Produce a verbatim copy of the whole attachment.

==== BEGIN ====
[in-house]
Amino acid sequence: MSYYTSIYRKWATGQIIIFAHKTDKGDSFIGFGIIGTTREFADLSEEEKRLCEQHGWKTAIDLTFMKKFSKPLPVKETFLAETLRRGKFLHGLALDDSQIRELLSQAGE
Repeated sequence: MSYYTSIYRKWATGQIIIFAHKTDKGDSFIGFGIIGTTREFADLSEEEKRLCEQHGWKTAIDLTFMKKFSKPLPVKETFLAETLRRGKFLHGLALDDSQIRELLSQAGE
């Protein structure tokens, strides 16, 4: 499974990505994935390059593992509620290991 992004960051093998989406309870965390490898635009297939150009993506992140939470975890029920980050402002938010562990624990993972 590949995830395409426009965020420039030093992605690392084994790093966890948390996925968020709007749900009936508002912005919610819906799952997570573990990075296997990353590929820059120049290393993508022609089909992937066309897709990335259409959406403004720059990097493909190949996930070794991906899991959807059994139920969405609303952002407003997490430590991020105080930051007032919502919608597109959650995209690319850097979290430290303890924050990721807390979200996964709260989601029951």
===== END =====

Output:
[in-house]
Amino acid sequence: MSYYTSIYRKWATGQIIIFAHKTDKGDSFIGFGIIGTTREFADLSEEEKRLCEQHGWKTAIDLTFMKKFSKPLPVKETFLAETLRRGKFLHGLALDDSQIRELLSQAGE
Repeated sequence: MSYYTSIYRKWATGQIIIFAHKTDKGDSFIGFGIIGTTREFADLSEEEKRLCEQHGWKTAIDLTFMKKFSKPLPVKETFLAETLRRGKFLHGLALDDSQIRELLSQAGE
């Protein structure tokens, strides 16, 4: 499974990505994935390059593992509620290991 992004960051093998989406309870965390490898635009297939150009993506992140939470975890029920980050402002938010562990624990993972 590949995830395409426009965020420039030093992605690392084994790093966890948390996925968020709007749900009936508002912005919610819906799952997570573990990075296997990353590929820059120049290393993508022609089909992937066309897709990335259409959406403004720059990097493909190949996930070794991906899991959807059994139920969405609303952002407003997490430590991020105080930051007032919502919608597109959650995209690319850097979290430290303890924050990721807390979200996964709260989601029951």